Saturday, March 7, 2009

A Juvenile Banded Racer

I was happily snoring away in bed the next morning. The time is presumed to be about 8.30 am. Just about then I was woken up by my dad, who was shouting out to me saying that the neighbour living behind had caught a snake from his backyard. I immediately put on my glasses and ran for the camera. After doing so I ran down the stairs and out to the sitout. There, standng on the pale white floor was my neighbour, and infront of him was a small dark snake... A Common Krait! I was surprised that there could still be baby Common Kraits when its not even the time of mating. I asked my neighbour to move it to the gravel, so that it would give a more 'natural' look. Staying about a metre away from it, I took a few shots of it slithering around.
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I noticed it flattening its neck very often. This wasn't an act given from the Common Krait. I was then sure that this wasn't a Common Krait. I remembered seeing a similar looking snake in the Snake Book that I had borrowed recently. After recalling what I saw in the book, I finally managed to identify it. The Juvenile form of the Banded Racer. Alas, the mystery has been solved.
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I kept trying to photograph the snake with its tongue flipping out. After a series of shots, I managed to get a few good photographs of its tongue out. Here's one of them.
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As I slowly moved and photographed this beautiful snake, I noticed it trying to dig into the gravel. It could be a seme-fossorial species, but they are also said to largely inhabit rat holes.
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Anyway, despite having told my parents and my sister that this was a non-venomous snake, they were still convinced that it was a highly venomous Common Krait. They kept warning me not to go to close and that we would have to kill it as soon as possible. But I just could not give in to them. Since they were leaving within a few minutes to the church, I decided to release it once they had left. I could not release it anywhere near, so I got it into a bucket and made it a suitable habitat by adding some gravel, coconut shells and husks as shelter and some leaf litter. I took a shot of it coiled up at one side of the bucket.
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After consulting my grandpa, I got the bucket with the snake and headed towards the scrubland area about a kilometre away from my house. Hardly any people end up visiting that area, so the snake should be safe, and so will the people. As I slowly released it, it flicked out its tongue a few times, and after sensing freedom, it made a dash for the undergrowth. Oh my, so thats why they call these snakes 'Racers'. Only then did I realize how fast it was. Even a human child would not be able to compete with such a fast snake in such an area. I was really intrigued by this particular snake due to its ability. I had then decided that this was indeed one of the most spectacular snakes I've seen so far. Here's the awesome photograph that I took of it as it dashed into the undergrowth.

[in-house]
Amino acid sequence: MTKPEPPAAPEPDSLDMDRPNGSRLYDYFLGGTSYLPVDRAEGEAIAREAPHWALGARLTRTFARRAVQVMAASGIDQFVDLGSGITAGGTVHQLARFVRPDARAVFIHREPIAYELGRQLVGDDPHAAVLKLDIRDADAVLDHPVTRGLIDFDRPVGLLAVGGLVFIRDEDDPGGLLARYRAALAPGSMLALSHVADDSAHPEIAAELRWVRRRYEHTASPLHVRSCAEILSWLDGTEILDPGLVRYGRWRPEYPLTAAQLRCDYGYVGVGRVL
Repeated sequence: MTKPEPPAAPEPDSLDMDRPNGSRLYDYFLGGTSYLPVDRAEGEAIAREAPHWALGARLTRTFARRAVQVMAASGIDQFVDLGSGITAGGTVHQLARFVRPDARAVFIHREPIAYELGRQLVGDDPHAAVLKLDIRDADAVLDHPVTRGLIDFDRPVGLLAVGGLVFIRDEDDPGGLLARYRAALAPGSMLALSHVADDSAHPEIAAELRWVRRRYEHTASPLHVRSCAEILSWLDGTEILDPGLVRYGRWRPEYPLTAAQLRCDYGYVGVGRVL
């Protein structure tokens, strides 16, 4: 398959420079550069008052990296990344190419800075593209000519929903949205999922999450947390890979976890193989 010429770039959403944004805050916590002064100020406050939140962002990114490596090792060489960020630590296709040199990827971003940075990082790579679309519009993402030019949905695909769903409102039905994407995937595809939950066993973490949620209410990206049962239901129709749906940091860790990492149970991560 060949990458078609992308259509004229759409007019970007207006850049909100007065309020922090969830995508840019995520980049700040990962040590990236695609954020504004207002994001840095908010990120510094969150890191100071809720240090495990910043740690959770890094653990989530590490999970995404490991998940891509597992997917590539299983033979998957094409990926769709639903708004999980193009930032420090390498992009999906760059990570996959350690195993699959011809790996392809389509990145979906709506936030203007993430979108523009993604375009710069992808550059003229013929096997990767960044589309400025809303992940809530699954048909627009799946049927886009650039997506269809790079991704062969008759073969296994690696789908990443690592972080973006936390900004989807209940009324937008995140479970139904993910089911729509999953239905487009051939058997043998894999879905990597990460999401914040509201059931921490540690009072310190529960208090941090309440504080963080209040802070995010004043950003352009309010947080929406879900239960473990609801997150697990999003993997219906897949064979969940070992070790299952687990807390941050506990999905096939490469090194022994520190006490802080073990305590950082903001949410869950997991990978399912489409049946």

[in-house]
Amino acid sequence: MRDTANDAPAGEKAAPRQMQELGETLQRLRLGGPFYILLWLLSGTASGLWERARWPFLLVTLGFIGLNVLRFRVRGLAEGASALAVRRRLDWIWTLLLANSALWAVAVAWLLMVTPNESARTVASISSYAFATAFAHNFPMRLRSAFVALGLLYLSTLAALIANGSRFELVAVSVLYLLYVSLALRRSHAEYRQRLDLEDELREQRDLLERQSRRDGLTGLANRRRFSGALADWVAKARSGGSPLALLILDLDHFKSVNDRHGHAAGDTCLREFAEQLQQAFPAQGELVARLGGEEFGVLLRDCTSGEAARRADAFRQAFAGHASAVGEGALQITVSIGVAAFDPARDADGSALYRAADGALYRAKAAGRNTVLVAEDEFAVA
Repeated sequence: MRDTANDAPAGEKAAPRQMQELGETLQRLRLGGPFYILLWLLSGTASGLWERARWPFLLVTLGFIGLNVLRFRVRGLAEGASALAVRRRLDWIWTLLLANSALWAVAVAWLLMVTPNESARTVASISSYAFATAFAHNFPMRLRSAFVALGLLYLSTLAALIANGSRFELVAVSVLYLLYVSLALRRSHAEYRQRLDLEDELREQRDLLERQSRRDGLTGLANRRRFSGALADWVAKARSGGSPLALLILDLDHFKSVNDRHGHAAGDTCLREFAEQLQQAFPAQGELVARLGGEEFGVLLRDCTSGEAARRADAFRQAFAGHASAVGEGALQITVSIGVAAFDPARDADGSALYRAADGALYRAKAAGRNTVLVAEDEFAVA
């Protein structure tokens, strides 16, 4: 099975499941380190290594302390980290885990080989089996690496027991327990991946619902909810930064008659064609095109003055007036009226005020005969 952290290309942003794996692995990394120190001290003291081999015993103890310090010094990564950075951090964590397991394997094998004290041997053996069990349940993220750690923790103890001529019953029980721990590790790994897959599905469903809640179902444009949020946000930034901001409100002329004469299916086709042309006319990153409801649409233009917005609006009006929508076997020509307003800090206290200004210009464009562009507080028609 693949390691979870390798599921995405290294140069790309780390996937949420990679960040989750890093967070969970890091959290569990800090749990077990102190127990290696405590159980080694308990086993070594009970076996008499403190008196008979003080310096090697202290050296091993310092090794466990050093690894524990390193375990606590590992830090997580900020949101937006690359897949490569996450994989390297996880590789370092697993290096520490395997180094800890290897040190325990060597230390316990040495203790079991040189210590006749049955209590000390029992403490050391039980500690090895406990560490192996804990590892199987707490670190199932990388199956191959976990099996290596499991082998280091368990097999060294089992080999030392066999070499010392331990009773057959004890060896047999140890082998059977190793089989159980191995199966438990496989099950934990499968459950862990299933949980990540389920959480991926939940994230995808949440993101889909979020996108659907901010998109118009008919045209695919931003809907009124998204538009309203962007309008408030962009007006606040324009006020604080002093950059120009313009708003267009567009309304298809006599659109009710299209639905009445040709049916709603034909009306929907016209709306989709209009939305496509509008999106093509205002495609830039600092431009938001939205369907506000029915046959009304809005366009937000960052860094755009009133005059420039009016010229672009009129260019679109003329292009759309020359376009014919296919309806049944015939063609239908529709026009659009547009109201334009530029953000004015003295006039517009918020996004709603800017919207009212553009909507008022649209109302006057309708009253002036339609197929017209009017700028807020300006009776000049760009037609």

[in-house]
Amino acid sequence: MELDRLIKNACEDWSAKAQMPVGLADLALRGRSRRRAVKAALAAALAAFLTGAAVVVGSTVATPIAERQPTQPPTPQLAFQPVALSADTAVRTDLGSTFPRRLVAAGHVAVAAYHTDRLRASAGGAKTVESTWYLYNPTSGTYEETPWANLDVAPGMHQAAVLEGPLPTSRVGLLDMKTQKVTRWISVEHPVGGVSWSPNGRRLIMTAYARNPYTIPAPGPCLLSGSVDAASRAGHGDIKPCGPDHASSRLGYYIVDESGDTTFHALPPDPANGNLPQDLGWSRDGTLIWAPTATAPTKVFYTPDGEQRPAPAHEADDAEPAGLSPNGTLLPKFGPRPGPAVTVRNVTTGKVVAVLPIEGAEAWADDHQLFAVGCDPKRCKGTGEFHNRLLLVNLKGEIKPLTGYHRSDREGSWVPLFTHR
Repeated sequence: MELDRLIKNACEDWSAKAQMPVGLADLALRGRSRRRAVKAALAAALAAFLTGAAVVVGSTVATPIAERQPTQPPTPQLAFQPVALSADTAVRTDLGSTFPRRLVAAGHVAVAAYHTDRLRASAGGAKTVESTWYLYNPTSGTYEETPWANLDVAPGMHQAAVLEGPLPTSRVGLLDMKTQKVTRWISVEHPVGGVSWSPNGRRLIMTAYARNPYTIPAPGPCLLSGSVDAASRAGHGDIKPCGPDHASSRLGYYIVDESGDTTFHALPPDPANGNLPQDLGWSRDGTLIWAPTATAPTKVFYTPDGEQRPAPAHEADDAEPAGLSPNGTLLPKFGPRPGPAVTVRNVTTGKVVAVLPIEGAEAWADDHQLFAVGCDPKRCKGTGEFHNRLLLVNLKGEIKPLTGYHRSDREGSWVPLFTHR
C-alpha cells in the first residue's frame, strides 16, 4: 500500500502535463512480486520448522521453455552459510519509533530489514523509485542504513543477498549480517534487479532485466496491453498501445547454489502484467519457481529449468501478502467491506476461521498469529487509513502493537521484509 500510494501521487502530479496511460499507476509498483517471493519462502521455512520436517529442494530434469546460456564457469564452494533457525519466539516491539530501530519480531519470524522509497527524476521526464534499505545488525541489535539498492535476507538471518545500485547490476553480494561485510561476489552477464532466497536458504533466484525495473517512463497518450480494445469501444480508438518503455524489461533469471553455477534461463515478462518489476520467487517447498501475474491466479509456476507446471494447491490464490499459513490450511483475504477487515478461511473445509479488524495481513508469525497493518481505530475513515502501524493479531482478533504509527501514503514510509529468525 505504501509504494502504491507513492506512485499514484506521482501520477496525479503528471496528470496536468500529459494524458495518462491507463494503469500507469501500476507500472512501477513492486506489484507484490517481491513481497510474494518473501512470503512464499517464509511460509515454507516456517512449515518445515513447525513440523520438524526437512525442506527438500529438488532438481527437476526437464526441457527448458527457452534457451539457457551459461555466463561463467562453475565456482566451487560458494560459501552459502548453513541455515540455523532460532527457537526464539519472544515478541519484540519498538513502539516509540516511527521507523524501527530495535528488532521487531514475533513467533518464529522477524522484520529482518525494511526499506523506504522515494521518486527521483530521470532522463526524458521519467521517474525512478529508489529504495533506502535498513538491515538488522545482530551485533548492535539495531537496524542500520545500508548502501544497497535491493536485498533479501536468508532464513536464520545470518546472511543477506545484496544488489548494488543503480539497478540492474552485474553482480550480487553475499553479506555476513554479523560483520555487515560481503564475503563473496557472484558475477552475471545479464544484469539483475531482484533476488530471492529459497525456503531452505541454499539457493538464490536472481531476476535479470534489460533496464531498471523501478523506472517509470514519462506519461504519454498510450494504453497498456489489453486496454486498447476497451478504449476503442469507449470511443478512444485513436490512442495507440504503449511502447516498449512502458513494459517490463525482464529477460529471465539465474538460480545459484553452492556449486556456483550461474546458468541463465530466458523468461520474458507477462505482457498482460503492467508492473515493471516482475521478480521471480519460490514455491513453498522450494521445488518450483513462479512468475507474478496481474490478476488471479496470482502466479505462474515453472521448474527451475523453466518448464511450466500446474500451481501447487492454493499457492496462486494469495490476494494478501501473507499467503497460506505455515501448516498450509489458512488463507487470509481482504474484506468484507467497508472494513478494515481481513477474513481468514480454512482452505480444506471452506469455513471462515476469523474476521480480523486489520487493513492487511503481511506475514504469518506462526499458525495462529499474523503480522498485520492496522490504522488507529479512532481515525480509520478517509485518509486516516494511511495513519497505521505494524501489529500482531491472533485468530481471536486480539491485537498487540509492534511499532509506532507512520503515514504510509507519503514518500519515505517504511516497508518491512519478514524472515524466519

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This day was just too good. I would have been happy even if I didn't spot a single creatures for the next few days. An Awesome Snake, with an Awesome ability. The Banded Racer. A Juvenile.

8 comments:

Shirls said...

Interesting. I've yet to see a racer in the wild.

Shawn said...

Well in S'pore I have never seen one either...
If it wasn't for my neighbour I woudl not have seen this snake at all.

vishalprasad.blog said...

Looks like Trinket Snake to me

vishalprasad.blog said...

Looks like Trinket Snake to me

vishalprasad.blog said...

Looks like Montane Trinket (Elaphe helenus monticollaris)...

AZN said...

hey dude i jus saw this snake yesturday at my house......i spooked mu mom....i was tryin to figureout which snake this was.....thanks dude

AZN said...

i jus saw dis snake tonight wen it spooked ma mom....i was tryin to findout which snake it was.......thanx man......

Shawn said...

Thanks Guys. AZN, sure, my pleasure! :)

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